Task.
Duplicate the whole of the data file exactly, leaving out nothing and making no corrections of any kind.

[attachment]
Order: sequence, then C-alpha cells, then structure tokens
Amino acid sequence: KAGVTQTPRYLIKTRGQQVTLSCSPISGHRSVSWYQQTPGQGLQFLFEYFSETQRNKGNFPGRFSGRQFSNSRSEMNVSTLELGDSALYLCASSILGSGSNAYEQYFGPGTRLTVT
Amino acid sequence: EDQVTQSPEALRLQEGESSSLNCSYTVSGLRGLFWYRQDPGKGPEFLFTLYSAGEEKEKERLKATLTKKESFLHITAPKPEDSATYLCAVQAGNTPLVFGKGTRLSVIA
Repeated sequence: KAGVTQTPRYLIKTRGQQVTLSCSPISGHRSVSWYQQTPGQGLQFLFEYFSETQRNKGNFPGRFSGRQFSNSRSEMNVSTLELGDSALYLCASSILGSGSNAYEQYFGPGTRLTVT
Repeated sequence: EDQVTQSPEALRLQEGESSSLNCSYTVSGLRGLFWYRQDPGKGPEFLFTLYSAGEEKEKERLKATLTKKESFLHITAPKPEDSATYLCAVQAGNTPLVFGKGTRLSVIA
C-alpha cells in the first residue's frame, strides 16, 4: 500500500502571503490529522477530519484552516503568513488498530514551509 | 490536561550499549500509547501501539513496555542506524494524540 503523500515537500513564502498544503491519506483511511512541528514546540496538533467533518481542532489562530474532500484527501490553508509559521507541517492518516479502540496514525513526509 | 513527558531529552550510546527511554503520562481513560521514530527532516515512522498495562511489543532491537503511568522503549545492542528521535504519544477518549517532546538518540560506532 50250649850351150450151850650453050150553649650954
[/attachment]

Order: sequence, then C-alpha cells, then structure tokens
Amino acid sequence: KAGVTQTPRYLIKTRGQQVTLSCSPISGHRSVSWYQQTPGQGLQFLFEYFSETQRNKGNFPGRFSGRQFSNSRSEMNVSTLELGDSALYLCASSILGSGSNAYEQYFGPGTRLTVT
Amino acid sequence: EDQVTQSPEALRLQEGESSSLNCSYTVSGLRGLFWYRQDPGKGPEFLFTLYSAGEEKEKERLKATLTKKESFLHITAPKPEDSATYLCAVQAGNTPLVFGKGTRLSVIA
Repeated sequence: KAGVTQTPRYLIKTRGQQVTLSCSPISGHRSVSWYQQTPGQGLQFLFEYFSETQRNKGNFPGRFSGRQFSNSRSEMNVSTLELGDSALYLCASSILGSGSNAYEQYFGPGTRLTVT
Repeated sequence: EDQVTQSPEALRLQEGESSSLNCSYTVSGLRGLFWYRQDPGKGPEFLFTLYSAGEEKEKERLKATLTKKESFLHITAPKPEDSATYLCAVQAGNTPLVFGKGTRLSVIA
C-alpha cells in the first residue's frame, strides 16, 4: 500500500502571503490529522477530519484552516503568513488498530514551509 | 490536561550499549500509547501501539513496555542506524494524540 503523500515537500513564502498544503491519506483511511512541528514546540496538533467533518481542532489562530474532500484527501490553508509559521507541517492518516479502540496514525513526509 | 513527558531529552550510546527511554503520562481513560521514530527532516515512522498495562511489543532491537503511568522503549545492542528521535504519544477518549517532546538518540560506532 50250649850351150450151850650453050150553649650954